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Moog MF-105M MIDI MuRF Pedal Review

The MIDI MuRF is an inspiring musical tool for the adventurous

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Download Example 2
Download Example 2
The people at Moog Music have topped themselves once again with another addition to their Moogerfooger line. The MF-105M MIDI MuRF is a combination of the MF-105 MuRF and the MF-105B Bass MuRF, featuring the same CV (control voltage) inputs offered on other models but with the expanded capabilities of MIDI. The MuRF (which stands for “multiple resonance filter array”) is an analog effect unit that features eight resonant band-pass filters with individual gain controls, along with an Animation section for modulating the filters by means of Mix, Envelope, Patterns and Rate knobs. The frontpanel controls are rounded out by a Drive control to adjust the input volume of the signal and an Output control. On the back panel there is a MIDI In, Audio In, Audio Left/Mono and Right outputs, plus an array of CV inputs, including Tap/Step (for tempo input), LFO/Sweep, Rate, Mix, and Envelope.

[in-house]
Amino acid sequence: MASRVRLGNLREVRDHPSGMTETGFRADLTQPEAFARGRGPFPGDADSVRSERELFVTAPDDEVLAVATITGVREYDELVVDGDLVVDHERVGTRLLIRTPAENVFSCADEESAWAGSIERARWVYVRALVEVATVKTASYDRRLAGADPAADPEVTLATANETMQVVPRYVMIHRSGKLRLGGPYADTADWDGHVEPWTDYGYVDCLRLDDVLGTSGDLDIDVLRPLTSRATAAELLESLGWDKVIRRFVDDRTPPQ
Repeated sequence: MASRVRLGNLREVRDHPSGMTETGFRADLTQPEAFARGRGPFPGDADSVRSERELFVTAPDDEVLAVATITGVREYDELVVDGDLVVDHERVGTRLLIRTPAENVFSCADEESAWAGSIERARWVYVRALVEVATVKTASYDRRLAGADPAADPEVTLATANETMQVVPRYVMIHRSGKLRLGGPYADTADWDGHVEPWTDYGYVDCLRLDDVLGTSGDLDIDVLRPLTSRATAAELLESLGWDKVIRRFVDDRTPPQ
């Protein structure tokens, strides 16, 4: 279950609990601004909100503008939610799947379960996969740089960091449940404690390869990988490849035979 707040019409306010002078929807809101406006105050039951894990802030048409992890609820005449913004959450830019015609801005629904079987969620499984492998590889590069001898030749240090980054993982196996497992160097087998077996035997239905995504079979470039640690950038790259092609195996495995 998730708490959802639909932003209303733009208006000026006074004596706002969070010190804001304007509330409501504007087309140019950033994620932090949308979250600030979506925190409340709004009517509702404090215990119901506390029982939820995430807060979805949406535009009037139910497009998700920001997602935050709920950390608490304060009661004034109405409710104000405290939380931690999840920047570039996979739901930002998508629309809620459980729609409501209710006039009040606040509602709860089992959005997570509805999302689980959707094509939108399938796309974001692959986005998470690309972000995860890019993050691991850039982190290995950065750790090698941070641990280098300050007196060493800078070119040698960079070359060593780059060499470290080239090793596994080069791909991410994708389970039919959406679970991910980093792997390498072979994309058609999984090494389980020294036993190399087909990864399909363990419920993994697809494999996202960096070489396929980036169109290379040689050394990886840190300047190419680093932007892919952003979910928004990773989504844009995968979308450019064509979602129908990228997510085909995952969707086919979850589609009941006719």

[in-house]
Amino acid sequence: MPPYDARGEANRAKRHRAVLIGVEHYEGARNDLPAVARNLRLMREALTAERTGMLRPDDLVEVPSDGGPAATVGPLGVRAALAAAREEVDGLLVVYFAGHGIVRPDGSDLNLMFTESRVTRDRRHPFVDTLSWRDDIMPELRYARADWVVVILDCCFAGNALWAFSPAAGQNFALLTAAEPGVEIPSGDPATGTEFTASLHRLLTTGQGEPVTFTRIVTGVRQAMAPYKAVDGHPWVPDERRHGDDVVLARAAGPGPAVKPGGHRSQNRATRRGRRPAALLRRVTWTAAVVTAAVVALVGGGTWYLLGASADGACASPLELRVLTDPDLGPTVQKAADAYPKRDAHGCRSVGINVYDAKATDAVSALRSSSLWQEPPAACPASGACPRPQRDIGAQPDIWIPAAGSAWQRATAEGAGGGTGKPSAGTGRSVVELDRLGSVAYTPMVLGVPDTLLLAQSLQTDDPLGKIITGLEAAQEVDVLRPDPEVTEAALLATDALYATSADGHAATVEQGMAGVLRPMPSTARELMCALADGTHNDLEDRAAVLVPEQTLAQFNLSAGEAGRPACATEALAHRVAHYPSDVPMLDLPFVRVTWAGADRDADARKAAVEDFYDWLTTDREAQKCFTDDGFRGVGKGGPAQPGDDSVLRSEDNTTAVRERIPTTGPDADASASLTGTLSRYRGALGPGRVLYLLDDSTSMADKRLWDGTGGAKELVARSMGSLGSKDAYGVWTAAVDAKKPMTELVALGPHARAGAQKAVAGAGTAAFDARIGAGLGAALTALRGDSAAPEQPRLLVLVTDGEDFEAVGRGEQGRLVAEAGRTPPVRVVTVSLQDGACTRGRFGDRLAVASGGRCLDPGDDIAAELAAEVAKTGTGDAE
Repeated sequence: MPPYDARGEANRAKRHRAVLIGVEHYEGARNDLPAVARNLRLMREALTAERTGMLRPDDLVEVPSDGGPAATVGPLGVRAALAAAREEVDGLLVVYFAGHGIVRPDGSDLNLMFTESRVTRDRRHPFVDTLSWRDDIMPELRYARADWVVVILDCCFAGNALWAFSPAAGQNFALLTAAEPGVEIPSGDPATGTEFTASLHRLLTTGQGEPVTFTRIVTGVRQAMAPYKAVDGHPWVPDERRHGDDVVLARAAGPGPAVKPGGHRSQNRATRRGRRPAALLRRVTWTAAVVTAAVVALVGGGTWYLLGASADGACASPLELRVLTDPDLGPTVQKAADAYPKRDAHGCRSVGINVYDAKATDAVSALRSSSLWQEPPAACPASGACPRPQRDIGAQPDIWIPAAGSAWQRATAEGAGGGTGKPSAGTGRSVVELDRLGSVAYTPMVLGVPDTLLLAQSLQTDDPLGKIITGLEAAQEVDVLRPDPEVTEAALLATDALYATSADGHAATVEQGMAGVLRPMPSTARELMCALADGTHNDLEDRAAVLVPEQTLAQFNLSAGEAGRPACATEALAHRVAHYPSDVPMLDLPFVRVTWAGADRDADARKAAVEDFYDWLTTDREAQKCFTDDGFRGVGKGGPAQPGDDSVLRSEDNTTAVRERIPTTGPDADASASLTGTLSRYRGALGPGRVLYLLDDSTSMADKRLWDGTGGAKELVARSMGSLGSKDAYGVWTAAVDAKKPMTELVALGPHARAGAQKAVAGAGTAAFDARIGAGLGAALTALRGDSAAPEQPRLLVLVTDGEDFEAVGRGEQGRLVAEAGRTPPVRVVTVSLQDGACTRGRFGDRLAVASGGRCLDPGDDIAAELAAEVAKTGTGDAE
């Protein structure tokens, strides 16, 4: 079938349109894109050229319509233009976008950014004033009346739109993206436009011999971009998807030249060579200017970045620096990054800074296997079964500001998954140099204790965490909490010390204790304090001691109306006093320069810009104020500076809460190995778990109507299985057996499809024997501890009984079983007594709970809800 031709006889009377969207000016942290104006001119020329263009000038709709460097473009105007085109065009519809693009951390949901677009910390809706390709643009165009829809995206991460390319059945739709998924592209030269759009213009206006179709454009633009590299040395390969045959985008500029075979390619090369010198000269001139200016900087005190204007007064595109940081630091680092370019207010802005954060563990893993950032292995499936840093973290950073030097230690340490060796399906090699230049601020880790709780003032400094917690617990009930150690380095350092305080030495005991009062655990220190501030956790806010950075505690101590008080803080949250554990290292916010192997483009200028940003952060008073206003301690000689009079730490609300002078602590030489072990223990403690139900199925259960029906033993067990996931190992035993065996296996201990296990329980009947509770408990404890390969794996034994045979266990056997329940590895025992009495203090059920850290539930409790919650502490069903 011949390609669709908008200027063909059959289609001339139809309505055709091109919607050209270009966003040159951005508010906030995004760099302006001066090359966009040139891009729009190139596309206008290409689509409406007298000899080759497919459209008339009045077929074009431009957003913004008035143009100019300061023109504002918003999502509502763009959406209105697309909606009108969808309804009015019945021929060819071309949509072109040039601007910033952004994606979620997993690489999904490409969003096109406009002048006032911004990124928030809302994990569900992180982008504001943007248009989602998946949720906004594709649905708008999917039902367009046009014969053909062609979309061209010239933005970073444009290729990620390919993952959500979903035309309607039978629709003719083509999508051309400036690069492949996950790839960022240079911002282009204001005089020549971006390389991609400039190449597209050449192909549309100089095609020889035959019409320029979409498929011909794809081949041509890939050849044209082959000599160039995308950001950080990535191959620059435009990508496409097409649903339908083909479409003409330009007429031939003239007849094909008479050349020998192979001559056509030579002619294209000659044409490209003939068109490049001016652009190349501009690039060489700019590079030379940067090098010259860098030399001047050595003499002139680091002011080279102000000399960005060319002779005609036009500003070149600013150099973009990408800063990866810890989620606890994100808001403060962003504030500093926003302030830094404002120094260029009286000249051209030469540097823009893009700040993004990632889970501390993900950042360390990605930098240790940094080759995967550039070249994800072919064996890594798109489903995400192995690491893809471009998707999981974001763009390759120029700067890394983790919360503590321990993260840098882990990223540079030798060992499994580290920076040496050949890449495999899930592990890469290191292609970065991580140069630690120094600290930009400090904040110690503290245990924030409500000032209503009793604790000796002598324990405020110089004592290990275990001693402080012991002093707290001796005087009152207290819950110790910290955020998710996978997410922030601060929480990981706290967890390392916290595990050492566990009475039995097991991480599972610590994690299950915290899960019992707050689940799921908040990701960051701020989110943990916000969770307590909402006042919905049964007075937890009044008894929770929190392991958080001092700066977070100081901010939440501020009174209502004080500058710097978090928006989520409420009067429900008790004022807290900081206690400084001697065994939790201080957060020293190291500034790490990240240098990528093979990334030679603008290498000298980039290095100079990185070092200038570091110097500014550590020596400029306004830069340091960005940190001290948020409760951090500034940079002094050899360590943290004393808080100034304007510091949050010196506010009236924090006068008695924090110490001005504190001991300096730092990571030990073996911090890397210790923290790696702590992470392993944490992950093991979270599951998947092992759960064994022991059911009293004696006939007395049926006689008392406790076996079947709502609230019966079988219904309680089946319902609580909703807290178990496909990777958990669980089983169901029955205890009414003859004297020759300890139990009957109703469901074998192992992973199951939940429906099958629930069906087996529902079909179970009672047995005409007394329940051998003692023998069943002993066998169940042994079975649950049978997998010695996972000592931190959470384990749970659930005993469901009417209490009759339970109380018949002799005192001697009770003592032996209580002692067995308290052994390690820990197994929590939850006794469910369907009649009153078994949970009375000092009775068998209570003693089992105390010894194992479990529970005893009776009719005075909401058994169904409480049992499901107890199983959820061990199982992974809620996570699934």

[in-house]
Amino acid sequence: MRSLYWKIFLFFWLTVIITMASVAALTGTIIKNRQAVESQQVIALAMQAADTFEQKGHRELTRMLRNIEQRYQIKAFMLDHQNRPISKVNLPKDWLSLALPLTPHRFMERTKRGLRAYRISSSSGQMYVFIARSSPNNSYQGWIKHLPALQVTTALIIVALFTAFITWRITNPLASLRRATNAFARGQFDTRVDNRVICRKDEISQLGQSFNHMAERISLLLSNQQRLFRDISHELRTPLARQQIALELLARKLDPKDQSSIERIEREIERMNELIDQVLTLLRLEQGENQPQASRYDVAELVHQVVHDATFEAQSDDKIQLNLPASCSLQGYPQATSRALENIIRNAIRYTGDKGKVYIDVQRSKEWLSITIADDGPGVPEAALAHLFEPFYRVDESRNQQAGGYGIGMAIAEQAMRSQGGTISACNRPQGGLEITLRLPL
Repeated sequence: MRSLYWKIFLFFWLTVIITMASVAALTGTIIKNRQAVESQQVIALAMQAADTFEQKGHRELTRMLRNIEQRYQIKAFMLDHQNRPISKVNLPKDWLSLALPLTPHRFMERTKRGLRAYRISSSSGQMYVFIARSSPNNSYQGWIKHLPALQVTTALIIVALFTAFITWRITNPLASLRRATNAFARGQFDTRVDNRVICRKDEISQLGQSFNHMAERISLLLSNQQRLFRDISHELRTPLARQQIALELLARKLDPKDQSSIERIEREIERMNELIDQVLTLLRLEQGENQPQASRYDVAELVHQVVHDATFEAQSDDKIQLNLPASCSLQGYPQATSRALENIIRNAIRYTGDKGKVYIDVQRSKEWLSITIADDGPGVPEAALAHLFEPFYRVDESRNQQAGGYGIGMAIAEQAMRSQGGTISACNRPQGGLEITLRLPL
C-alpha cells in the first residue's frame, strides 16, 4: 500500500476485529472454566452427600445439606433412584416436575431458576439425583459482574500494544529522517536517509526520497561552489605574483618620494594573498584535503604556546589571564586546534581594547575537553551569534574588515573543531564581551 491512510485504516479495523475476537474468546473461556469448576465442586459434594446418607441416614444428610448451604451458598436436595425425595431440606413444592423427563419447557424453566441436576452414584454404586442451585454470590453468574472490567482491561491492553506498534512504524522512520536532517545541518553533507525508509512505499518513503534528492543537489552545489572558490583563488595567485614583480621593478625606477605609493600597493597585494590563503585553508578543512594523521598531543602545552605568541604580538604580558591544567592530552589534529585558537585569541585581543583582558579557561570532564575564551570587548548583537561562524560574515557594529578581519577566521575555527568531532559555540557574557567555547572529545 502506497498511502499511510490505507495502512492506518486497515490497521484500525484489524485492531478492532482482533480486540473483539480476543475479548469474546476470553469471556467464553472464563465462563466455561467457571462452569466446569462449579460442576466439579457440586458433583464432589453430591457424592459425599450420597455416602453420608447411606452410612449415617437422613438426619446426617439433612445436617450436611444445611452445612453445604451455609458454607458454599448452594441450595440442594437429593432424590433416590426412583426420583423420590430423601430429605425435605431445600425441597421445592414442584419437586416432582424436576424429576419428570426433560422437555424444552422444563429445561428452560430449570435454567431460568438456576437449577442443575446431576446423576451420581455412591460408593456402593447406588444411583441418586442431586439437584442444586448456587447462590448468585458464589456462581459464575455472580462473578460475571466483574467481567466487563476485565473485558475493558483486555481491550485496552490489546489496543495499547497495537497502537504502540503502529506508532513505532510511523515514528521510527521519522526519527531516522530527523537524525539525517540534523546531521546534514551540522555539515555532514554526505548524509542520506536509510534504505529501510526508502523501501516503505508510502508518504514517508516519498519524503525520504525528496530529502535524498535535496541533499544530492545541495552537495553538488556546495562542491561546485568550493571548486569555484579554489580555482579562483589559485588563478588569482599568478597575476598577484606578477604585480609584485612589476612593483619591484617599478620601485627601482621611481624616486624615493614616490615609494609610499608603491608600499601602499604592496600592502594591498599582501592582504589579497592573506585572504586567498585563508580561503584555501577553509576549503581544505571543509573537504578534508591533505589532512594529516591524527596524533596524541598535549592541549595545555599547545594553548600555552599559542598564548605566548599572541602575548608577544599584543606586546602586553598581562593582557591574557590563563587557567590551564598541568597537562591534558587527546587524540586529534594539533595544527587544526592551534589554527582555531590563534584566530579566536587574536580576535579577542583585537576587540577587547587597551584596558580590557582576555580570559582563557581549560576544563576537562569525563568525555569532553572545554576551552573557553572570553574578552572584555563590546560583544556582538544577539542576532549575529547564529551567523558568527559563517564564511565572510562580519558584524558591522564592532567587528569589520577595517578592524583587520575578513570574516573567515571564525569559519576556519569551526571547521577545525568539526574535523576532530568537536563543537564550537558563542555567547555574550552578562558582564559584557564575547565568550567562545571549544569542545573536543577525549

The Filters
The MIDI MuRF provides both the Mid filter bands of the MuRF and the Bass filter bands of the Bass MuRF, and the eight frequency bands change when you switch modes. In both modes, all bands are resonant. In Mids mode, all are band-pass, but in Bass mode the first filter acts as a low-pass with a cutoff at 110Hz (to allow bass players to achieve lower frequency ranges) while the rest are band-pass. The other seven resonant filters offer frequency ranges from 160Hz to 1800Hz. This mode is not just for bass players, though—guitarists can utilize it as well, especially those who downtune. I found this mode useful when playing lower notes, as it allowed the higher ones to be less colored by the effect.